Ms. Huffer's Monthly Newsletter
It is almost that time of year again: winter break! While we only have a few weeks of school before winter break, our students are still hard at work! We are reviewing things we have been working with all year, as well as covering some new materials. So far this year we have been working hard on our Language Arts, and will continue to do so after break. I hope you all have a wonderful break and I look forward to seeing you all in January! Please feel free to contact me with any questions or concerns!
We have been working on our writing all year, and the students are doing great so far! Our students will be writing for the rest of their lives, so it is important for them to understand that when we write, we are writing for a purpose and we are writing to an audience. We are also learning that writing is a process- good writers never write just one draft. We are learning that we write our draft, edit it (to make sure we have all our capitals in the correct spots and all our punctuation too!) and then write our final draft. So far this year we have done a lot interactive writing (one on one- "writer's workshop style) and independent writing. When we return from break we will continue to work on our independent writing with the students having to write an informational piece to tell me about an animal of their choice.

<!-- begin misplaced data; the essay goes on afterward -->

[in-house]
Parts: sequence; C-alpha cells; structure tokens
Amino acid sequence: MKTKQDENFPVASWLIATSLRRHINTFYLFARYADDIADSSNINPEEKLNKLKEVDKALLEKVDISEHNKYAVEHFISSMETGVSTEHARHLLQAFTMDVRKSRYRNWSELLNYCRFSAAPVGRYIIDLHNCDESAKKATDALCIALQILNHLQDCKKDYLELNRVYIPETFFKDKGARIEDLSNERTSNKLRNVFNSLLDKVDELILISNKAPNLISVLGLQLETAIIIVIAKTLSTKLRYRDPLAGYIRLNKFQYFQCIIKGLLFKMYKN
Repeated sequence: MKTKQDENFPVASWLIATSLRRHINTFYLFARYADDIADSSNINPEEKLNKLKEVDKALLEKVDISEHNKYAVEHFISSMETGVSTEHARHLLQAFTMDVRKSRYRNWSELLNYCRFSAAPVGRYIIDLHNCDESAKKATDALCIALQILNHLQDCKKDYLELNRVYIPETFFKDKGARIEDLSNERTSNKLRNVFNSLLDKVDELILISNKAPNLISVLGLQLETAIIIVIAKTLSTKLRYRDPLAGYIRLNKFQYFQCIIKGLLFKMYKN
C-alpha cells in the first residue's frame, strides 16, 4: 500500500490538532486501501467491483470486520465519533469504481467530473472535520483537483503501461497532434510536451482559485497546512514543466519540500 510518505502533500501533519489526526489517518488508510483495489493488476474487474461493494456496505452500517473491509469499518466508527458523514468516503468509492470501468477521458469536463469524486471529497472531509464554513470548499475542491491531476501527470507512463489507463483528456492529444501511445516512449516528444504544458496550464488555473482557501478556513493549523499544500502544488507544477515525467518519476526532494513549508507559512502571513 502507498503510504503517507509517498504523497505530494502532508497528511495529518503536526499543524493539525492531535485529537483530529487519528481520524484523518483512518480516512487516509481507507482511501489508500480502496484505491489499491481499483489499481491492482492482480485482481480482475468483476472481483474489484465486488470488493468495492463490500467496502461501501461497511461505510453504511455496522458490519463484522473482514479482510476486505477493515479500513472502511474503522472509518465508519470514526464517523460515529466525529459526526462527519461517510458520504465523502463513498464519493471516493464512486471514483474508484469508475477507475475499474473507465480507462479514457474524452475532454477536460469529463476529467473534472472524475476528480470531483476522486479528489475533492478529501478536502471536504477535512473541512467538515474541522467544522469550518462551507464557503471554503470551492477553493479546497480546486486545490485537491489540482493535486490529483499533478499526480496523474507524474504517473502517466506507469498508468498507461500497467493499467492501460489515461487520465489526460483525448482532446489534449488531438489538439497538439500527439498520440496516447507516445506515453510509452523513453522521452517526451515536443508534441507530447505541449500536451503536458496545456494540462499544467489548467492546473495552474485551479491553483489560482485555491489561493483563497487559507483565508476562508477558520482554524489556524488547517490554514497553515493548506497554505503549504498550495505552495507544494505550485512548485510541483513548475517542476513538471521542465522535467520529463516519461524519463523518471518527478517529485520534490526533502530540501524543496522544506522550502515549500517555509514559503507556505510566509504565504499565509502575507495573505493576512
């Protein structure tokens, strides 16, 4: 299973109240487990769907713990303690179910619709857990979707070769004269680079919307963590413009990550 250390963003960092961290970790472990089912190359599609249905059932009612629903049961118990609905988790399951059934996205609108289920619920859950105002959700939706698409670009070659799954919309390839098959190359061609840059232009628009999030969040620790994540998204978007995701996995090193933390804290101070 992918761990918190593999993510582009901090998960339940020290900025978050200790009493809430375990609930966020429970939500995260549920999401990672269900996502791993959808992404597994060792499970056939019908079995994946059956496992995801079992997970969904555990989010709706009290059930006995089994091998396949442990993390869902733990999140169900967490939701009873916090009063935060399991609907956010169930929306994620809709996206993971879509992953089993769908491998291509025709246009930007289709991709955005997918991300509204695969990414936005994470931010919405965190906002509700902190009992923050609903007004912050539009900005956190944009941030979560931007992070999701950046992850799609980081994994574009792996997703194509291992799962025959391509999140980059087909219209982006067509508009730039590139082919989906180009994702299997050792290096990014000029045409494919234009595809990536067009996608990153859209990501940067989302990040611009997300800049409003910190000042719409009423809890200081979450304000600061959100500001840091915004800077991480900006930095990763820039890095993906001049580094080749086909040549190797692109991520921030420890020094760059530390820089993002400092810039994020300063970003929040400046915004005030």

Speaking is probably our most used language art in the classroom, and outside of the classroom! Speaking is just as important as the rest of our language arts because it helps our students make sense of what they are learning. Speaking allows students to express their feelings and thoughts as well as learn their peers thoughts and perceptions of what we are reading. Speaking about what we are reading helps students make sense of what they read, it can increase their vocabulary, it will allow them to learn how to express their thoughts and feelings, and it will also help them learn how to problem solve. In our classroom we have been working on a couple different types of speaking: Informal (this is our turn and talk time and our classroom discussions) and Intimate (this includes our turn and talk time and talking to our friends). After break we will work on our intonation (stress-when to emphasize words or sounds and pitch-tone of voice). We will work on our intonation by acting our popular stories such as Goldilocks and the Three Little Bears in small groups and having to use the correct pitch and stress the correct sounds and words.
Visually Viewing and Representing